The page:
Many families skip the FAFSA on the assumption they won’t qualify for need-based aid. While that may or may not be true, there are plenty of other good reasons to fill it out. One of the best reasons:
You have to fill out the FAFSA to get any federal education loans. Any family who does not have the full cost of college locked away in a risk-free savings account should ensure that they have access to the federal loan programs. And even those who do, should. Why?
- Federal loans have the best overall borrowing terms including fixed interest rates, income-based repayment, consolidation programs, forgiveness programs, and more.
- Parents do not need to co-sign federal direct student loans taken out in the student’s name.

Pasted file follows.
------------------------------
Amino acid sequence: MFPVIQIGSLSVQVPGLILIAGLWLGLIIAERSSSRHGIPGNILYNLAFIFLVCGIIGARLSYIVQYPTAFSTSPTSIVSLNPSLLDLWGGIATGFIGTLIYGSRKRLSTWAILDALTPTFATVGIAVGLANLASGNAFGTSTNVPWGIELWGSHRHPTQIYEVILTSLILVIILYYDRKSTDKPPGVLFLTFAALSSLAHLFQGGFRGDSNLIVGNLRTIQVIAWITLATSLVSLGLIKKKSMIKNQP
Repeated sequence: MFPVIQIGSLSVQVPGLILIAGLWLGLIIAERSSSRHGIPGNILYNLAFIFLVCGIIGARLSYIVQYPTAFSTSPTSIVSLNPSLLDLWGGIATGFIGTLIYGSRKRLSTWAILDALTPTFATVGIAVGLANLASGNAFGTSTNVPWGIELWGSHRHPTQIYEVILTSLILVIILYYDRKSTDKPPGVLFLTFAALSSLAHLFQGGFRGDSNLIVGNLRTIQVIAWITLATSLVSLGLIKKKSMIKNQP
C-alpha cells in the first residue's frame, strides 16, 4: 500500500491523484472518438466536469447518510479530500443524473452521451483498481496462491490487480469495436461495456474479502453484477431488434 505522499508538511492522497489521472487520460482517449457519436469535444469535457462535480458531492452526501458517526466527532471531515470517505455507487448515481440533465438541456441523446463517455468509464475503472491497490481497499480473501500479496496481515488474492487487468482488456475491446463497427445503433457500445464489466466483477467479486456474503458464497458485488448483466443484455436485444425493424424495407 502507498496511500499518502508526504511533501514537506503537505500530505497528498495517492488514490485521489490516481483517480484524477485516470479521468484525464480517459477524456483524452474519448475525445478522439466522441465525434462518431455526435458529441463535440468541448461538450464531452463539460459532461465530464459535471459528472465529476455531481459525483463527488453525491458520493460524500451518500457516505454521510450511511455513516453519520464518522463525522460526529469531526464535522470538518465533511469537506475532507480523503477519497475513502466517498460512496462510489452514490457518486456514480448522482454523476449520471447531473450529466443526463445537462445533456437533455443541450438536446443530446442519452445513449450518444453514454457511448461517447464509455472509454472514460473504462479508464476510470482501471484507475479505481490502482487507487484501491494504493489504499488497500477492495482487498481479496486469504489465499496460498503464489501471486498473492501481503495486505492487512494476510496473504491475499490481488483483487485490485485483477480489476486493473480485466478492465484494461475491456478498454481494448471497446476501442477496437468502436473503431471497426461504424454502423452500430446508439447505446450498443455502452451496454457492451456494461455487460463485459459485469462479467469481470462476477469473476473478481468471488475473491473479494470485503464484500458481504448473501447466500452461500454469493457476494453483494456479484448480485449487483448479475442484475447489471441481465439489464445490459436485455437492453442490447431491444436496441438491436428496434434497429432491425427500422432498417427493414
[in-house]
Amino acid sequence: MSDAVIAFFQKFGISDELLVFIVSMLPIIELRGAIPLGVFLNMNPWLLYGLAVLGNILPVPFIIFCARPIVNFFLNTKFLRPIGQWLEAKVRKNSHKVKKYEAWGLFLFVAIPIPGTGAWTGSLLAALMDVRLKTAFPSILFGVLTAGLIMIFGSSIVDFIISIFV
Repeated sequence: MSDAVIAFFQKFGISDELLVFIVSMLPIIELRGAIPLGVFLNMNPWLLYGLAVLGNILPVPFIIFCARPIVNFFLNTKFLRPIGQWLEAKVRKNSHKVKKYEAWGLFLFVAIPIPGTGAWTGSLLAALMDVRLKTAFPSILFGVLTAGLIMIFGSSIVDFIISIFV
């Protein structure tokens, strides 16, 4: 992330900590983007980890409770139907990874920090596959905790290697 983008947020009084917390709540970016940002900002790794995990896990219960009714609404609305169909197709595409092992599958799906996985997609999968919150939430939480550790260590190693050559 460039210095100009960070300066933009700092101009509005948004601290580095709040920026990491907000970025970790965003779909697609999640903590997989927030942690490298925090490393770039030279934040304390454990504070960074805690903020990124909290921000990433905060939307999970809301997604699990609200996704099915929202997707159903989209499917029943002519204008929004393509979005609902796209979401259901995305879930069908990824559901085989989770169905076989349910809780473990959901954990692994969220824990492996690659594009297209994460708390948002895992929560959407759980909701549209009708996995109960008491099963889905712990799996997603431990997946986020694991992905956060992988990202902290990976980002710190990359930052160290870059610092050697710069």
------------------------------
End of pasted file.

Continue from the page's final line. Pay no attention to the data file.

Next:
- Direct student loan amounts are capped each year. If you don’t take out a loan freshman year, you cannot take out a larger loan sophomore year. (That’s different from parent PLUS loans.)
- College is likely to cost more than you expect.
- You may change your mind about fully funding your student’s college career. If you haven’t completed a FAFSA, they won’t be able to borrow from the federal loan programs that year.
- If your student is planning on graduate school, you might do better to take out the direct student loans during the undergraduate years and save some 529 funds for graduate school. That’s because the undergraduate student loans have the best terms of all the federal loan programs.
Each year, only about 40% of students complete the FAFSA, yet 60% end up borrowing for college. That means that half of borrowers are not using the best loans available to them. Don’t be one of those!!